It’s been several months gone by since we lost a rare gem in the Cameroon music scene, one of the most complete artists to ever do it with a rare energy, electrifying performance, a strong vocal strength, poetic skill, and a whole vibe to seal that up. It’s often said vibes don’t lie and for sure he was an embodiment of talent and a creative craftsman. Will there ever be someone like Fhishofficial? The answer is NO! but will there ever be someone with similar attributes? YES! Because we have music artists inspired by the same music pattern already existing in the Cameroon music scene.
One thing you should know about Fhish’s artistry is that it was a self-created style borne from scratch, a connection to one’s inner self, he did music from within, cutting through an aura, a feeling, an experience and spirituality interwoven in his creative universe. He synced experiences, his connection to the soul, and then circumstances that define a contemporary society which he lived in: these lied central to his inspiration which predominantly played an upper hand in his music style.
Every music piece Fhish ever dropped had elements of “storytelling” he was a wordsmith when it came to employing the right lyrics, his wit game was lit an apt usage of the Cameroon patois which mostly evolved on “Camfranglais”
Camfranglais is 100% original to Cameroon and is a blend of both French and English languages cemented with sprinkles of pidgin English and Mboko. A typical Cameroonian can easily identify it because it constitutes a great deal of the “knowledge” [sabir in pidgin] and “slangs” youths employ in their daily means of informal communication. One could say his art was almost original as it made great use of Cameroonian expressions making it quite relatable in terms of the story retold and comprehension.
His music could easily penetrate communities and stay as an earworm because it understood the bases of unification, burrowing a bit of the spoken idioms from various ethnic groups and integrating on a single piece to make it a masterpiece. Camfranglais easily identified by its numerous slangs could, however, be overwhelmingly incomprehensible to a none indigene of the socio-cultural environment that created it or of borne Cameroonian origin, however, it remains of great vitality and still of relevance as it actively exists in informal communication.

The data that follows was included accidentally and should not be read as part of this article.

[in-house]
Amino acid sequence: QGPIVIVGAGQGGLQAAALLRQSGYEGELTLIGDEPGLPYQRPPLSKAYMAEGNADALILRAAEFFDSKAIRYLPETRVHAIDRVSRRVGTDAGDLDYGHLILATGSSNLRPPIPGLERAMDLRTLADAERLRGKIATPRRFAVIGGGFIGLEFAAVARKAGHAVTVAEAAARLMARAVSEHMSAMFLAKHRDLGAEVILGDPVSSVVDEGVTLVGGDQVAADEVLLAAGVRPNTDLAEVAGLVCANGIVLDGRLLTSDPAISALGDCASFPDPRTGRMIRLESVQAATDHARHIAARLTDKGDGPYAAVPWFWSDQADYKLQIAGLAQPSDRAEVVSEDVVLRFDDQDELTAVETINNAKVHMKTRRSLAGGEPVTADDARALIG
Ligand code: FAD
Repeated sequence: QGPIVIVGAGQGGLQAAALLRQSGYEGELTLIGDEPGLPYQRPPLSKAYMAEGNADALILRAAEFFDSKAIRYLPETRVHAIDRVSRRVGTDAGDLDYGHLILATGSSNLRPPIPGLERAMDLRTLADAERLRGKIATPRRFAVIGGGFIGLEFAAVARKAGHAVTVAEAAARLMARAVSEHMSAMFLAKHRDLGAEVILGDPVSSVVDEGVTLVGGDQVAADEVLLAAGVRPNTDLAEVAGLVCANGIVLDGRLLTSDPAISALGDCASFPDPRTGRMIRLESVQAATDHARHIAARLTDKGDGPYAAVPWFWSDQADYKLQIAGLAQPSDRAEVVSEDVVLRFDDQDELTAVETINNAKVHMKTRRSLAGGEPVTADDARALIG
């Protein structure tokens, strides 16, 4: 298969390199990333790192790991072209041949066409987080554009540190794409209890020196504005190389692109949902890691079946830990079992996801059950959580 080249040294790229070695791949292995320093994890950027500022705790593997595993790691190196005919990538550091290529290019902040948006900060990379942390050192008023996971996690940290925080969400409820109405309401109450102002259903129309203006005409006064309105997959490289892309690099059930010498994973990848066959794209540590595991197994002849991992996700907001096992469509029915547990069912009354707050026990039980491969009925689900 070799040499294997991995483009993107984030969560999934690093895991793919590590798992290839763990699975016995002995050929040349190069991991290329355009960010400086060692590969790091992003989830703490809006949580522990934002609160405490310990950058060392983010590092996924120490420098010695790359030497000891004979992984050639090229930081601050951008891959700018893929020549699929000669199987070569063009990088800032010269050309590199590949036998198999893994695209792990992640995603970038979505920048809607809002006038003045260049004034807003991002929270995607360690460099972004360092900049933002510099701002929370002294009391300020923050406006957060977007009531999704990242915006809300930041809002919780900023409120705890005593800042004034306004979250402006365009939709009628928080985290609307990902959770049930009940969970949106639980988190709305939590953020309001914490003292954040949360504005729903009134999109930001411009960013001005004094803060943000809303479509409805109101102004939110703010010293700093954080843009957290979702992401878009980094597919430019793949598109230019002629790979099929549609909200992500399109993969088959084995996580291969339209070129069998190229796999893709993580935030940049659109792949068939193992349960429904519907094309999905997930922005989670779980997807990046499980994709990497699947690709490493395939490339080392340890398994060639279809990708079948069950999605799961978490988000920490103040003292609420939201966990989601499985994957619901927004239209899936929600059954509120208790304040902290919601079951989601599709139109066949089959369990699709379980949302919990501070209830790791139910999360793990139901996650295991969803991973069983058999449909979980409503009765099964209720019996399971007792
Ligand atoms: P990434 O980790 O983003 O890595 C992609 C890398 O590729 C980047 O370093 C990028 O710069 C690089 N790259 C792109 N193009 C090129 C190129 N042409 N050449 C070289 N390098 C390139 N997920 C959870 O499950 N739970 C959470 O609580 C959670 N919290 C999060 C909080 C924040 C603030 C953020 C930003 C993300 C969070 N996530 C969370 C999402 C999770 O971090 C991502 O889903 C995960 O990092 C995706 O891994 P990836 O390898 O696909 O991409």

Fhish understood this was a style he created and made the most of it, he simply added some extra flair to it like rhythms, melodies, and most especially the unique dance steps which played a pivotal role around his music style and universe.
How then do we define the type of music he did? According to the late artist he did “Cameroonian Afro beats” and another school of thought which constitute of music analysts and music knowledge savvy experts: he did more to that with the “Makossa vibe” but on a more fast tempo.Now how do you beat that? That was the unique selling proposition to his arts!
🔴Do Ego & Prido have what it takes in the continuity of the legacy?
Labeling Ego Pride and Yxng Prido as the “New Fhish” is not just about throwing these words because they sound motivating, appealing and harmless but there’s more to that! It’s beyond music but a lifestyle and these two need to understand it’s going to be a roller coaster ride.
When I talk about lifestyle I talk about the dressing and public appearance, the vibe, and most especially the connection Fhish had with the streets, it’s difficult telling a story if you haven’t lived it or experienced but you can get inspired from a story and rewrite yours but staying in context in which it was created for.
So how did this topic pop up? For sure it was after their freestyle videos went viral and were on almost every local media outlet and a few international music airing platforms. Were these two creating music to sound like Fhish? NO! They only made use of “trends and then the patois, the slangs that were making waves in our informal communications and expressions” at the point in time which blew up, but of course and the rhythm that accompanied it was heavily influenced by Makossa.
How did the public contribute to this? The role the public played was simple since they related to it and it sounded good, the vibe and mannerism of delivery sounded like something they had come across before, it was like a “DÉJÁ VUE” and the traces to that eventually stumbled back on Fhish’s artistry!
That’s a summary of what happened, the public helped align these artists with a music trajectory that had already been defined and has an audience ready to savor, however depending on the contents.
Fhish’s versatility as far as music is concerned is that he could easily deliver as a rapper, his verses sure did have punch lines and bars, his thesaurus and metaphor were almost too real to be on a song coupled with this energy!
It’s imperative to understand this new wave of “Fhish” possess these attributes and via their freestyle have proven to have a slight awareness of the style and what Fhish represented musically but still need to put on more work as far as lyricism and maturity is concerned to have full mastery. The unique selling proposition has been discovered now it’s all about exploiting it to the fullest. They are on a path of continuing the legacy but for a fact they need the public’s support while trying to get the right connection in exporting the music – mainstream and then agreeing to the commercial appeal.
Their first official song as a duo – NO BE LIE is now out and available for your viewing and listening.
Link 🔗: https://youtu.be/fdk7q6QZ3MEm